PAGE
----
World's fastest supercomputer goes live

Written by NTN staff

The ORNL Summit supercomputer, designed with NVIDIA’s Volta GPUs and IBM’s Power9 CPUs, is now operational and the fastest supercomputer in the world.

Located at the Oak Ridge National Laboratory in Oak Ridge, Tennessee, the world’s most powerful supercomputer, called Summit, was built by IBM, NVidia, and the US Department of Energy (DOE).

Summit comprises 4,608 servers with 9,216 IBM Power9 processors, powered by a massive 27,648 Nvidia Volta graphics chips. Capable of over 200 petaflops (200 quadrillion operations per second), Summit will be more than 100 times faster than Titan, the previous fastest computer that came out five years ago.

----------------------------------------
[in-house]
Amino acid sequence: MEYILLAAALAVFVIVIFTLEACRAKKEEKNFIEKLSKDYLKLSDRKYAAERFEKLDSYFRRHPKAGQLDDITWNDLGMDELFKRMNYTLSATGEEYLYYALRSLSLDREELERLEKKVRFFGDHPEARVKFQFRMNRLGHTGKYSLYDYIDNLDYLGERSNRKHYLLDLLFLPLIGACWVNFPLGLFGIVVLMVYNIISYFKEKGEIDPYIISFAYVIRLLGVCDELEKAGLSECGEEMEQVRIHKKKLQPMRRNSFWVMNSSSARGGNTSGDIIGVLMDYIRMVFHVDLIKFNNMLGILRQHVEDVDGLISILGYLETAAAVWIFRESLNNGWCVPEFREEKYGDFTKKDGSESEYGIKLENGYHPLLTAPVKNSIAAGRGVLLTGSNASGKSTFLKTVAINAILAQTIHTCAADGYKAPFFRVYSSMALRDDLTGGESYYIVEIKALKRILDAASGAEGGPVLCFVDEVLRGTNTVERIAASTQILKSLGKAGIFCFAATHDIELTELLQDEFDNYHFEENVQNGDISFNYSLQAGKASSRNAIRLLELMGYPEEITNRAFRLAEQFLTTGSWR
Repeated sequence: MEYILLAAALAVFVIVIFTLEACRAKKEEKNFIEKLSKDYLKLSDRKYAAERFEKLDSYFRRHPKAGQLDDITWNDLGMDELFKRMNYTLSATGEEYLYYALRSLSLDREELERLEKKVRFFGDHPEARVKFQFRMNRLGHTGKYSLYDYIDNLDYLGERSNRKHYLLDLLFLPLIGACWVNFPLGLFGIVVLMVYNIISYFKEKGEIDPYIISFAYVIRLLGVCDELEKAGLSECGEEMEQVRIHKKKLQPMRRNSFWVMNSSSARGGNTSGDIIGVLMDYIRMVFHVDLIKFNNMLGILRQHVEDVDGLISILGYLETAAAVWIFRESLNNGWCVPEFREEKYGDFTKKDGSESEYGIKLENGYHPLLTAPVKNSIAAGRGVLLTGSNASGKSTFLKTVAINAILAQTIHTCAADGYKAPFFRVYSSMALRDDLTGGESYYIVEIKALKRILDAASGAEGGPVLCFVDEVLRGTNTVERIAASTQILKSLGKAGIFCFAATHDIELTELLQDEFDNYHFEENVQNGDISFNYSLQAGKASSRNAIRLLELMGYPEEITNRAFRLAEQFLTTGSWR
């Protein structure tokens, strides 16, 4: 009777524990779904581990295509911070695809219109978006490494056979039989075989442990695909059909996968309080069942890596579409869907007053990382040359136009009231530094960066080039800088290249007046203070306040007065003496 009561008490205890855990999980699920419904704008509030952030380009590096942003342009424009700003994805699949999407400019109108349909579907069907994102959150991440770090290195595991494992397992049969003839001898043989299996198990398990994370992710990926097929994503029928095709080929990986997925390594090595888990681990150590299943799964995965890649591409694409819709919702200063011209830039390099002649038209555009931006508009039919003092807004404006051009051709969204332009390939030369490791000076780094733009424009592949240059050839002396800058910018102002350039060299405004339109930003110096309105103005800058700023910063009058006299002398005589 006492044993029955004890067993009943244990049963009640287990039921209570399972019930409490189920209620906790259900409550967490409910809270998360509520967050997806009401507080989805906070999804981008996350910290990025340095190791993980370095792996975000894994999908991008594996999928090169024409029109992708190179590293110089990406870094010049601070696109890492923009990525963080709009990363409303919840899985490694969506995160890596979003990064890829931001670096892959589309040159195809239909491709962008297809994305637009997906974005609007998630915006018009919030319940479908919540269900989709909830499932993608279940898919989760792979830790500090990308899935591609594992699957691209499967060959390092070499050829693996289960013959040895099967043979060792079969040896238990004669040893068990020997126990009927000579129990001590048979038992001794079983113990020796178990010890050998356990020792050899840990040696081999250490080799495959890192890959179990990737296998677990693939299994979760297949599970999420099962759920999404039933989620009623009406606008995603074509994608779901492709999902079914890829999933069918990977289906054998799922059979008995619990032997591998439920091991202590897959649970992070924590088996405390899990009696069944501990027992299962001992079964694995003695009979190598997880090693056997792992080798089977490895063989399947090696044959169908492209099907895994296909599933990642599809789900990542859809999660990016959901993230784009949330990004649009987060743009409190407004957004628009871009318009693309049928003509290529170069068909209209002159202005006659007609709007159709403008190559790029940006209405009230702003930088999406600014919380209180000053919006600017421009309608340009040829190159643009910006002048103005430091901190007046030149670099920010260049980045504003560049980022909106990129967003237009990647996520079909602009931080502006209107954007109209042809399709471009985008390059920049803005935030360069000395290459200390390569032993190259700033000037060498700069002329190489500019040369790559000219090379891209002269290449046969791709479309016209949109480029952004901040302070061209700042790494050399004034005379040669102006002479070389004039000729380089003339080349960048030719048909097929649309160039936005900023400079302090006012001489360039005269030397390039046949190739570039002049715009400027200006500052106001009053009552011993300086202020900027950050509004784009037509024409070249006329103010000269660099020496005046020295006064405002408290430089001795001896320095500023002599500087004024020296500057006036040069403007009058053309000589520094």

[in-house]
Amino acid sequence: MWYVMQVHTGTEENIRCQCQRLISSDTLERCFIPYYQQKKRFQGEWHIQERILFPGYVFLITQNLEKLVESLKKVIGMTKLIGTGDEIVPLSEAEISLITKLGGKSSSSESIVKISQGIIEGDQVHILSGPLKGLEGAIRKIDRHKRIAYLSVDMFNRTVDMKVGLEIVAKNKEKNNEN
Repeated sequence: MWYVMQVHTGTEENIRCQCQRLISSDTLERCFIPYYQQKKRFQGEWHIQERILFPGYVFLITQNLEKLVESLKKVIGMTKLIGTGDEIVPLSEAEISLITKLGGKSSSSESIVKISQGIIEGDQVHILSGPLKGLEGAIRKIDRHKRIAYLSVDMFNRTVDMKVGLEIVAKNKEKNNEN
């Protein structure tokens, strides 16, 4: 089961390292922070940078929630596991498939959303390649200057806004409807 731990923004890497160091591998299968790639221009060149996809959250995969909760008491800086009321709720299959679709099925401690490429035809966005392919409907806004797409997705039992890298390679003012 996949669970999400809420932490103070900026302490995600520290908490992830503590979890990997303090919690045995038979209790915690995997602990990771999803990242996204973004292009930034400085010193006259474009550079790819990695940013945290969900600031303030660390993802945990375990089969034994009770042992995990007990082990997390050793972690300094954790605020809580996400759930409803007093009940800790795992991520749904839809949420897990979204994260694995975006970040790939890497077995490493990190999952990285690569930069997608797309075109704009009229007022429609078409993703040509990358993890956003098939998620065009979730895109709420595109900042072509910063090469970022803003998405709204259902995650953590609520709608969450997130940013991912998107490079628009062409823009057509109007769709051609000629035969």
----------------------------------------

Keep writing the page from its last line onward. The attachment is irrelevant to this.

This supercomputer also recaptures the top-performing spot for the United States for the first time since 2013. China has for the last few years held top honours in the supercomputing world with the Sunway TaihuLight.

In practice, such computational power with much quicker problem solving. As an example, Summit solved a genomics problem in about an hour that would take a single high-performance PC more than 30 years.

The DOE designed Summit to tackle real problems, especially world-changing problems, to help accelerate scientists’ work in physics, material creation, health care and more. The DOE said that the supercomputer already has a full schedule working on complex tasks for advancing scientific research.